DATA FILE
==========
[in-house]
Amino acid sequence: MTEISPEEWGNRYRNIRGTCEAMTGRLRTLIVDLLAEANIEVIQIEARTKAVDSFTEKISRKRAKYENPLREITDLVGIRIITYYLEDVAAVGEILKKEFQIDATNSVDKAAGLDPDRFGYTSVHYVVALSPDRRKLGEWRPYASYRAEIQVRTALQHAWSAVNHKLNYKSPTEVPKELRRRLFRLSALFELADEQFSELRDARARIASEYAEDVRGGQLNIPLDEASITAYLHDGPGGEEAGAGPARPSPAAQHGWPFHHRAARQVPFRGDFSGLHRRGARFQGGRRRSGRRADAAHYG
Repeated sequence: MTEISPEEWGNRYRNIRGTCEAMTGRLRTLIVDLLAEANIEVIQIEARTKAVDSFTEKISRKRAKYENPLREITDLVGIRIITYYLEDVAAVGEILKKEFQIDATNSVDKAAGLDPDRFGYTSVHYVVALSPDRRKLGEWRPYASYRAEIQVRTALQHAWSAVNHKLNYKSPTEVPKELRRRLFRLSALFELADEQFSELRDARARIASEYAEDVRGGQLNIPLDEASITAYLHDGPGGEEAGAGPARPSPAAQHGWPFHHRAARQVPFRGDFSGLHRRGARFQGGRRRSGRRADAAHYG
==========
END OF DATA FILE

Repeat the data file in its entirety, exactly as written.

[in-house]
Amino acid sequence: MTEISPEEWGNRYRNIRGTCEAMTGRLRTLIVDLLAEANIEVIQIEARTKAVDSFTEKISRKRAKYENPLREITDLVGIRIITYYLEDVAAVGEILKKEFQIDATNSVDKAAGLDPDRFGYTSVHYVVALSPDRRKLGEWRPYASYRAEIQVRTALQHAWSAVNHKLNYKSPTEVPKELRRRLFRLSALFELADEQFSELRDARARIASEYAEDVRGGQLNIPLDEASITAYLHDGPGGEEAGAGPARPSPAAQHGWPFHHRAARQVPFRGDFSGLHRRGARFQGGRRRSGRRADAAHYG
Repeated sequence: MTEISPEEWGNRYRNIRGTCEAMTGRLRTLIVDLLAEANIEVIQIEARTKAVDSFTEKISRKRAKYENPLREITDLVGIRIITYYLEDVAAVGEILKKEFQIDATNSVDKAAGLDPDRFGYTSVHYVVALSPDRRKLGEWRPYASYRAEIQVRTALQHAWSAVNHKLNYKSPTEVPKELRRRLFRLSALFELADEQFSELRDARARIASEYAEDVRGGQLNIPLDEASITAYLHDGPGGEEAGAGPARPSPAAQHGWPFHHRAARQVPFRGDFSGLHRRGARFQGGRRRSGRRADAAHYG